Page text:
There was, of course, Prue’s backhanded shade of all of Jewish-American baking (hereafter referred to as ‘the babka incident’), which kept me and everyone else on high alert for the rest of the season. Japanese Week was, of course, a complete and total disaster; it’s rare that I hope someone lose their job, and it’s certainly true that the design and execution of this fiasco is the fault of more than one individual, but I gotta say I sure hope that all parties responsible for that stupid train wreck are, at very least, forced to sweat a great deal as they answer for it during their next performance reviews. And, while this wasn’t necessarily the third-worst example of gross cultural insensitivity this season had to offer, all I can say is: fucking Rainbow bagels!? Are you fucking serious!?
This brings me to the judging this season, in general. While it’s not more important than issues of cultural chauvinism (although I would like to point out that the two were quite closely linked), it’s the one I’ve spent the most time thinking about.
This season of Great British Baking Show has been a weird season indeed, one defined by chaos and entropy. Everyone I know who watches the show at all seems to agree on this. I’ve spent no small amount of time noting that the Eliminations have been unpredictable from week-to-week, both in terms of what Paul and Prue decided to be most put out by and in terms of which bakers would be next to go.
Past performance isn’t really supposed to mean that much in the Tent, but whatever extent to which it’s supposed to mean anything was entirely disregarded this year. That would be a tough enough pill for me to swallow under the best of circumstances. I make no secret of the fact that I view the competition in the Tent as a sport, and part of the pleasure I take in the show is of a kind with the pleasure I take in watching sports. It’s fun to watch people do extraordinary things, even more so when competitive stakes are involved. While even I occasionally roll my eyes at using the concept of Power Rankings as the central conceit of a GBBS column, like I’m trying to audition for a job at ESPN or some bullshit, the fact of the matter is I landed on that conceit because it’s an accurate reflection of how I’ve always interpreted the show.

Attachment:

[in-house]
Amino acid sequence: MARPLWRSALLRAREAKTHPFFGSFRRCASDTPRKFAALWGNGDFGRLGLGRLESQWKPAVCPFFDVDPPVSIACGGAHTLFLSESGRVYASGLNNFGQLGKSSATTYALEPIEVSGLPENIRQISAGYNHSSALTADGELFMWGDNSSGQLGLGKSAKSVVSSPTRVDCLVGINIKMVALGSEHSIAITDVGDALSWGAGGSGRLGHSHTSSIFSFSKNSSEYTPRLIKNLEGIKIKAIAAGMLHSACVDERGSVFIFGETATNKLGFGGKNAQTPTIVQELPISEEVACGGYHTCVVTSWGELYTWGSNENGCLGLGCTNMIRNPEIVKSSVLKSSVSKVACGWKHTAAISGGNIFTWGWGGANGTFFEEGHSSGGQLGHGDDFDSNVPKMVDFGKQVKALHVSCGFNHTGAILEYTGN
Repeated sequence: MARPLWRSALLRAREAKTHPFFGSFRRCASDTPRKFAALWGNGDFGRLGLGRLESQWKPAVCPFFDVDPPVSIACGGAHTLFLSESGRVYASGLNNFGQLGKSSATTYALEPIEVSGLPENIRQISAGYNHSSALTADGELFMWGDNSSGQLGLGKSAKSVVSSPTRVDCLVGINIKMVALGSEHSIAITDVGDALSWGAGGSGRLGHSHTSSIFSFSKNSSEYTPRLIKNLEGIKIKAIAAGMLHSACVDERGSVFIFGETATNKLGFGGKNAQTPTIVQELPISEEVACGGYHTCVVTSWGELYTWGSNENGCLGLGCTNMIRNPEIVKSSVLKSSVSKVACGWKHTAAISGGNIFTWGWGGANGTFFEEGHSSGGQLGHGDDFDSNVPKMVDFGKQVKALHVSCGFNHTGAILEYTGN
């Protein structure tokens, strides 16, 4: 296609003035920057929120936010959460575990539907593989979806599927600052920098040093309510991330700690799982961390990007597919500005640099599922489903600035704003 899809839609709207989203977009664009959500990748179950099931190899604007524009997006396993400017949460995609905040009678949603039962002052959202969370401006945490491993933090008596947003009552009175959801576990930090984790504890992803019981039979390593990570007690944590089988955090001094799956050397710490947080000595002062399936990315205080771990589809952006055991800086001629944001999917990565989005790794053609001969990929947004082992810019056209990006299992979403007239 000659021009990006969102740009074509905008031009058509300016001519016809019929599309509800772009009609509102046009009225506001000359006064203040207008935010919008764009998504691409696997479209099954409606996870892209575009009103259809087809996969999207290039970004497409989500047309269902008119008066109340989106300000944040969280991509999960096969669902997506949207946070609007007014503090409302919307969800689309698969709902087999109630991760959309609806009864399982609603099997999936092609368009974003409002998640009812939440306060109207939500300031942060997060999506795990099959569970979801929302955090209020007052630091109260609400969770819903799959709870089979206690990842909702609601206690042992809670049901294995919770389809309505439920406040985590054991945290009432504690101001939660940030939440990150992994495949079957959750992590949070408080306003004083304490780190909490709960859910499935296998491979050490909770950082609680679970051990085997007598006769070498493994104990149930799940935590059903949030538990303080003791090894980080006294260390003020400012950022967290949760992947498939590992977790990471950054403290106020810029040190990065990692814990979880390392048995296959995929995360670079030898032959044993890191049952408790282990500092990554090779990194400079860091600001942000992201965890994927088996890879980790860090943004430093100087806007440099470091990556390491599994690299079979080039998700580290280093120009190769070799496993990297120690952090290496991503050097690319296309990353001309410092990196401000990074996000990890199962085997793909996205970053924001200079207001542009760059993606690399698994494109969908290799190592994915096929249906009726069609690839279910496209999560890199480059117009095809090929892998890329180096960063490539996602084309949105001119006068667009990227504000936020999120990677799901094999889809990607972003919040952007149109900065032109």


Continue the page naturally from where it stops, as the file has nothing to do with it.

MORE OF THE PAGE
I needn’t tell anyone that these aren’t even close to the best of circumstances, and I needn’t go through a blow-by-blow account of the ills currently plaguing society to convey that point. However, the continued cavalcade of horrors that has comprised the last few years have left me less willing to be lenient when I see anyone doing a poor job while wielding any sort of power. I’ve seen facts denied and peaceful protesters gassed and people left to go broke in quarantine while the Senate takes vacations.
The stakes on GBBS may be pretty low in the scheme of things, but this lack of patience extends to Paul and Prue, as well, in light of their repeated cultural chauvinism. Why should I, or any viewer of the show, trust these judges to make the right decisions about who goes and who stays when the myopia of their respective worldviews is laid bare this frequently? Why should I be understanding when either of them takes time out of an otherwise fine episode to bitch about judging flavors they don’t like, as if to Own the Libs? What entitles them to the benefit of my doubt? After this season, I have emerged certain that the answer to these questions are “I shouldn’t”, “I shouldn’t”, and “Nothing”, respectively.